The FDA has issued an emergency use authorization for the SalivaDirect COVID-19 diagnostic test, developed by the Yale School of Public Health. The new test allows for saliva samples to be collected in any sterile container, rather than a nasal swab, and does not require a separate nucleic acid extraction step, unlike other COVID-19 diagnostics. It can run approximately 90 samples in less than three hours in a lab, and that number can be increased through automation.
The SalivaDirect test has been authorized for use with different combinations of commonly used reagents and instruments available at most high-complexity labs, and has so far yielded highly sensitive and similar results to nasal swab tests, according to results pre-published on medRxiv. The test does not rely on any proprietary components, so Yale intends to provide its "open source" SalivaDirect protocol to laboratories across the U.S., provided they comply with the conditions of authorization.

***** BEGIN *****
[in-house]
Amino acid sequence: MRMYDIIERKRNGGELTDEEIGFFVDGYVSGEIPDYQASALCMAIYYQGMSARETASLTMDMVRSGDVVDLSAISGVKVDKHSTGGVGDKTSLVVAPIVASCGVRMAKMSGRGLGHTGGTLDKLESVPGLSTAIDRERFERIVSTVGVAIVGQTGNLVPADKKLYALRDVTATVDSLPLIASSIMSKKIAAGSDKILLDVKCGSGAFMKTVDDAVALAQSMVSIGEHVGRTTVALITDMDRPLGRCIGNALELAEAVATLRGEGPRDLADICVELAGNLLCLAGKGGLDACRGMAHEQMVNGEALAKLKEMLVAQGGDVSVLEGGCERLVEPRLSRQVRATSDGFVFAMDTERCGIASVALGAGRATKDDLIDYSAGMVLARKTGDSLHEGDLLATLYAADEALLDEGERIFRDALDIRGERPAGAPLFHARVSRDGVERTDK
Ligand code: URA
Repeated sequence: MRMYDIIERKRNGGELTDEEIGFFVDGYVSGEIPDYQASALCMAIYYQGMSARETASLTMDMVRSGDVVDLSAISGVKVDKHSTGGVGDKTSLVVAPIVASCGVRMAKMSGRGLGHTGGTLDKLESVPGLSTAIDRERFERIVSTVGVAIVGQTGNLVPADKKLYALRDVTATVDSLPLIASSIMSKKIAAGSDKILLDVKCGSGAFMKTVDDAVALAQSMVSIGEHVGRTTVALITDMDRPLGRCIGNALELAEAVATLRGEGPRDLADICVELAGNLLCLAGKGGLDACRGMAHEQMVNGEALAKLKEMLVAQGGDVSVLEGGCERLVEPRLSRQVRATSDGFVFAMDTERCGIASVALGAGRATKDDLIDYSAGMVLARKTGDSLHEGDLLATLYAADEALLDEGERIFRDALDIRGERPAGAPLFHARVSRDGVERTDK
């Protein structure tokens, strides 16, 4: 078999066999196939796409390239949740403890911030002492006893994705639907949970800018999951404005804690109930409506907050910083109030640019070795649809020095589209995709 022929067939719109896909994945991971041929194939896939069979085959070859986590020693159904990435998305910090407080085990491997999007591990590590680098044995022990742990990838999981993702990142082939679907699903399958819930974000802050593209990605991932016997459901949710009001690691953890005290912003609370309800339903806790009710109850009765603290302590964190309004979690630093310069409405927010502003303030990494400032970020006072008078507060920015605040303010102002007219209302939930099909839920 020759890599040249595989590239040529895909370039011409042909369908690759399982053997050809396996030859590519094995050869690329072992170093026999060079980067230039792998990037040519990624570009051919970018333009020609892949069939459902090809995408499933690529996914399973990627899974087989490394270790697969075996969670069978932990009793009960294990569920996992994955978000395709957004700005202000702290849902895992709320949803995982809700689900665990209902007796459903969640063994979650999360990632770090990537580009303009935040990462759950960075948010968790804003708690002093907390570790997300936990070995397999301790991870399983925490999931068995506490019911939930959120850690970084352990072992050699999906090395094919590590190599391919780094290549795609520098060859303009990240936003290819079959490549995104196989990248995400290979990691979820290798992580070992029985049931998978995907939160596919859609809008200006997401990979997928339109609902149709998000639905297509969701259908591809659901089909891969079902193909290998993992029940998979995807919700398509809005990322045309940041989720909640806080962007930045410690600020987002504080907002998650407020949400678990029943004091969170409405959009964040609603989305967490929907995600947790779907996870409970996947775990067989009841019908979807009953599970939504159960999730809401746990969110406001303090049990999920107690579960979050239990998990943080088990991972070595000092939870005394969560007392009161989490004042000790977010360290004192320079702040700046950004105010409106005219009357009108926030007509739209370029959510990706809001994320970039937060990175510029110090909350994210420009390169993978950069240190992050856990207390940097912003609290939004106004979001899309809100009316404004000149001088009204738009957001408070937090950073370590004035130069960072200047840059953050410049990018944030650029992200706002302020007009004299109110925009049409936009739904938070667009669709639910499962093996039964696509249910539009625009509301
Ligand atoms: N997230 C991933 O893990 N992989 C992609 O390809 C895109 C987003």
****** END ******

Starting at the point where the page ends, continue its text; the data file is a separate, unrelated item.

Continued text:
"Providing this type of flexibility for processing saliva samples to test for COVID-19 infection is groundbreaking in terms of efficiency and avoiding shortages of crucial test components like reagents," said FDA Commissioner Stephen Hahn, MD.